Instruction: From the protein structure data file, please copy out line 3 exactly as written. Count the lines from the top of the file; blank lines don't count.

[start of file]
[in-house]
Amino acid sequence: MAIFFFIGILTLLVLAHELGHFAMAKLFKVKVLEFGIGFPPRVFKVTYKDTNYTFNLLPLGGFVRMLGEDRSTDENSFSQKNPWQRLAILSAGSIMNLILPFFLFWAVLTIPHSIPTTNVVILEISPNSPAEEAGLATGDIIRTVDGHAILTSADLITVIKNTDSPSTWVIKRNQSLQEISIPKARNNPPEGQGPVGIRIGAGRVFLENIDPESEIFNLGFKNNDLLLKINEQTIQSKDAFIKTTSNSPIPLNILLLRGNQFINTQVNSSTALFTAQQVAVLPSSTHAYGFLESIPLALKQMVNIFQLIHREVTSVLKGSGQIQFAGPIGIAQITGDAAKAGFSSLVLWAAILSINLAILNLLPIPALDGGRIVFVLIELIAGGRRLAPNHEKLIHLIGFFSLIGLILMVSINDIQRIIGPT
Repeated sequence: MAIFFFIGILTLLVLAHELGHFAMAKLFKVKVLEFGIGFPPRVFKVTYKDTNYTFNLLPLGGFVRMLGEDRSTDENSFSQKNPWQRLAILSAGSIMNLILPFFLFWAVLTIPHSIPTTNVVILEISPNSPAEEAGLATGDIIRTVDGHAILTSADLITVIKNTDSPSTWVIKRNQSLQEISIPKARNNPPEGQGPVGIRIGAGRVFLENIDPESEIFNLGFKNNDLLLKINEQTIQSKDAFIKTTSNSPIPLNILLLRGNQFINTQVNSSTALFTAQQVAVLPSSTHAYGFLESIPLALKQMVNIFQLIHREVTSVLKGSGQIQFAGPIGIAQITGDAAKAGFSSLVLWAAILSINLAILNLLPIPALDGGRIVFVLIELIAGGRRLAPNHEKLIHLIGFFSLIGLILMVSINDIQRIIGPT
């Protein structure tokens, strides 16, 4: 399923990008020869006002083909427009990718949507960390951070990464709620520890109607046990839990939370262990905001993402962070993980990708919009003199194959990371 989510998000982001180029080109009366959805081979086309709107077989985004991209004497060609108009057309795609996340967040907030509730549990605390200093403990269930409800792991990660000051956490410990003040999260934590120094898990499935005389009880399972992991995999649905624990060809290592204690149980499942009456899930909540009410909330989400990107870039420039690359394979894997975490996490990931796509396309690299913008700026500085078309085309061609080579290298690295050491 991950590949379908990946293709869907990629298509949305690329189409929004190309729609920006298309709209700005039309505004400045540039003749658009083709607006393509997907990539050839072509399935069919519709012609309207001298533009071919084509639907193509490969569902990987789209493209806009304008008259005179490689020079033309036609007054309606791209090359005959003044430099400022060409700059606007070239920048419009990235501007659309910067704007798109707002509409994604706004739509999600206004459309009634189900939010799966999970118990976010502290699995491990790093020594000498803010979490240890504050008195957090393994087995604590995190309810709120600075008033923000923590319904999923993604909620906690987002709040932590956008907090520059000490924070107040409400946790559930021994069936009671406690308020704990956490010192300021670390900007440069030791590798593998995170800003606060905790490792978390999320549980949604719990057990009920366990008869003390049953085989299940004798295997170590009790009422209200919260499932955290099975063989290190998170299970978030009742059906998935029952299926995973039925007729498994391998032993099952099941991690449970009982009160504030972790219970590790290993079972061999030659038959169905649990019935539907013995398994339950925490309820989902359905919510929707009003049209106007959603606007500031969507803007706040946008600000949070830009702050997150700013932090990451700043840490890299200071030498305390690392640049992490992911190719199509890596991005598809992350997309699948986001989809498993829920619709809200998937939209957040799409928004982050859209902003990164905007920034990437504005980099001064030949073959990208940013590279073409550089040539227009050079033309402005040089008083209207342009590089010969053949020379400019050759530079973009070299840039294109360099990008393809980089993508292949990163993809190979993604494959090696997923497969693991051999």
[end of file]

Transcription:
Repeated sequence: MAIFFFIGILTLLVLAHELGHFAMAKLFKVKVLEFGIGFPPRVFKVTYKDTNYTFNLLPLGGFVRMLGEDRSTDENSFSQKNPWQRLAILSAGSIMNLILPFFLFWAVLTIPHSIPTTNVVILEISPNSPAEEAGLATGDIIRTVDGHAILTSADLITVIKNTDSPSTWVIKRNQSLQEISIPKARNNPPEGQGPVGIRIGAGRVFLENIDPESEIFNLGFKNNDLLLKINEQTIQSKDAFIKTTSNSPIPLNILLLRGNQFINTQVNSSTALFTAQQVAVLPSSTHAYGFLESIPLALKQMVNIFQLIHREVTSVLKGSGQIQFAGPIGIAQITGDAAKAGFSSLVLWAAILSINLAILNLLPIPALDGGRIVFVLIELIAGGRRLAPNHEKLIHLIGFFSLIGLILMVSINDIQRIIGPT